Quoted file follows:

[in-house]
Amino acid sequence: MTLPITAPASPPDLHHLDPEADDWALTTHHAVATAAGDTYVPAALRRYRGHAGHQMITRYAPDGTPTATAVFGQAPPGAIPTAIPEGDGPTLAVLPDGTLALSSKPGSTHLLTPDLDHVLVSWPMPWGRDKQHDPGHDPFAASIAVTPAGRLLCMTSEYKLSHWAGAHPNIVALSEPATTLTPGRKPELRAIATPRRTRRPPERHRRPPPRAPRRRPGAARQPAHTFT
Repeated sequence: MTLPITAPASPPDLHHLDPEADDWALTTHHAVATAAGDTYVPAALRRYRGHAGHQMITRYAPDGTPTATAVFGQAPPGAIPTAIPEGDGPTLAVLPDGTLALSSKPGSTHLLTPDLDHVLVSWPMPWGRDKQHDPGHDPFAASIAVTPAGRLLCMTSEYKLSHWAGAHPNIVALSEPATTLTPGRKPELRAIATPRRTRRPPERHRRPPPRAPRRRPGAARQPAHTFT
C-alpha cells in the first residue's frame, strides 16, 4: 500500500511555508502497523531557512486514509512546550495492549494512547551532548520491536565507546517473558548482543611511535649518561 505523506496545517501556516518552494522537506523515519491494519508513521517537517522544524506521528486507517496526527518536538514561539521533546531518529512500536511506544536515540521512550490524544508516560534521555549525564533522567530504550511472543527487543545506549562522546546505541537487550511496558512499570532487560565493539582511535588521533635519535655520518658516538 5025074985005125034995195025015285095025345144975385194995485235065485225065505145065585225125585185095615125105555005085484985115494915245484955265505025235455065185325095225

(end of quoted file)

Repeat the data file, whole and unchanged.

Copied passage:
[in-house]
Amino acid sequence: MTLPITAPASPPDLHHLDPEADDWALTTHHAVATAAGDTYVPAALRRYRGHAGHQMITRYAPDGTPTATAVFGQAPPGAIPTAIPEGDGPTLAVLPDGTLALSSKPGSTHLLTPDLDHVLVSWPMPWGRDKQHDPGHDPFAASIAVTPAGRLLCMTSEYKLSHWAGAHPNIVALSEPATTLTPGRKPELRAIATPRRTRRPPERHRRPPPRAPRRRPGAARQPAHTFT
Repeated sequence: MTLPITAPASPPDLHHLDPEADDWALTTHHAVATAAGDTYVPAALRRYRGHAGHQMITRYAPDGTPTATAVFGQAPPGAIPTAIPEGDGPTLAVLPDGTLALSSKPGSTHLLTPDLDHVLVSWPMPWGRDKQHDPGHDPFAASIAVTPAGRLLCMTSEYKLSHWAGAHPNIVALSEPATTLTPGRKPELRAIATPRRTRRPPERHRRPPPRAPRRRPGAARQPAHTFT
C-alpha cells in the first residue's frame, strides 16, 4: 500500500511555508502497523531557512486514509512546550495492549494512547551532548520491536565507546517473558548482543611511535649518561 505523506496545517501556516518552494522537506523515519491494519508513521517537517522544524506521528486507517496526527518536538514561539521533546531518529512500536511506544536515540521512550490524544508516560534521555549525564533522567530504550511472543527487543545506549562522546546505541537487550511496558512499570532487560565493539582511535588521533635519535655520518658516538 5025074985005125034995195025015285095025345144975385194995485235065485225065505145065585225125585185095615125105555005085484985115494915245484955265505025235455065185325095225